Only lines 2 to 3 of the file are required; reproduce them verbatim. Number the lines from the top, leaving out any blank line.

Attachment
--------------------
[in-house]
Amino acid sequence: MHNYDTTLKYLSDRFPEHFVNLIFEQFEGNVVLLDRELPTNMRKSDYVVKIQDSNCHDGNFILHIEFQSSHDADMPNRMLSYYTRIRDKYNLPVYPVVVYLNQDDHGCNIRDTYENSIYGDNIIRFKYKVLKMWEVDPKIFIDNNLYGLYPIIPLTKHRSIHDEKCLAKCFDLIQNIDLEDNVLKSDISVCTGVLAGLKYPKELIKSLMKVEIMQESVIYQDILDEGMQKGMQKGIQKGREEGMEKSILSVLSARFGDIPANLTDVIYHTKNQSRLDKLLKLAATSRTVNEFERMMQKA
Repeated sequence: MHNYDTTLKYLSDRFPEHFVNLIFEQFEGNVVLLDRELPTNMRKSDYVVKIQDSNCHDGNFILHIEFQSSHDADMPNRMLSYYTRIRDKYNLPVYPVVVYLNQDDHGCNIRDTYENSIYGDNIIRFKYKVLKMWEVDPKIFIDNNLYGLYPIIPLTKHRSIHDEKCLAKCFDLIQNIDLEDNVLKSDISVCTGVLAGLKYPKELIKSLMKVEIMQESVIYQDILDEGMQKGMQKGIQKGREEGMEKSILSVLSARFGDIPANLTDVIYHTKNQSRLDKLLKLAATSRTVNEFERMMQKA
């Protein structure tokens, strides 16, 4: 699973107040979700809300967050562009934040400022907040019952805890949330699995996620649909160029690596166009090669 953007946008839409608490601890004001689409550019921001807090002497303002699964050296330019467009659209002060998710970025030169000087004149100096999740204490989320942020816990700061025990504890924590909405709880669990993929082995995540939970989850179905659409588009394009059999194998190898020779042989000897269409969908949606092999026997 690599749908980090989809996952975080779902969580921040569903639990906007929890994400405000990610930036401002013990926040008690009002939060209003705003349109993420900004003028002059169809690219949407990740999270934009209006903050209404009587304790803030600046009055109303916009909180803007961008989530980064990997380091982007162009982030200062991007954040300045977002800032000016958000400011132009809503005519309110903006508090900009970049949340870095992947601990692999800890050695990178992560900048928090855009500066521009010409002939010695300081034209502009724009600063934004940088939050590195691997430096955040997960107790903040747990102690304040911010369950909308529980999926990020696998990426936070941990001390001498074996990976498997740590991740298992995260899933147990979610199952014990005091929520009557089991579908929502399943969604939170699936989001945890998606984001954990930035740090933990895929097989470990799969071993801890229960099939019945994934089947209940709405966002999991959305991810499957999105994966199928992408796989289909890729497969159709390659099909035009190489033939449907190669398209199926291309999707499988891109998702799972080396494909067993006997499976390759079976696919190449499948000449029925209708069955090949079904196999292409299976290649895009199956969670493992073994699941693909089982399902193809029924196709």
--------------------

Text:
Amino acid sequence: MHNYDTTLKYLSDRFPEHFVNLIFEQFEGNVVLLDRELPTNMRKSDYVVKIQDSNCHDGNFILHIEFQSSHDADMPNRMLSYYTRIRDKYNLPVYPVVVYLNQDDHGCNIRDTYENSIYGDNIIRFKYKVLKMWEVDPKIFIDNNLYGLYPIIPLTKHRSIHDEKCLAKCFDLIQNIDLEDNVLKSDISVCTGVLAGLKYPKELIKSLMKVEIMQESVIYQDILDEGMQKGMQKGIQKGREEGMEKSILSVLSARFGDIPANLTDVIYHTKNQSRLDKLLKLAATSRTVNEFERMMQKA
Repeated sequence: MHNYDTTLKYLSDRFPEHFVNLIFEQFEGNVVLLDRELPTNMRKSDYVVKIQDSNCHDGNFILHIEFQSSHDADMPNRMLSYYTRIRDKYNLPVYPVVVYLNQDDHGCNIRDTYENSIYGDNIIRFKYKVLKMWEVDPKIFIDNNLYGLYPIIPLTKHRSIHDEKCLAKCFDLIQNIDLEDNVLKSDISVCTGVLAGLKYPKELIKSLMKVEIMQESVIYQDILDEGMQKGMQKGIQKGREEGMEKSILSVLSARFGDIPANLTDVIYHTKNQSRLDKLLKLAATSRTVNEFERMMQKA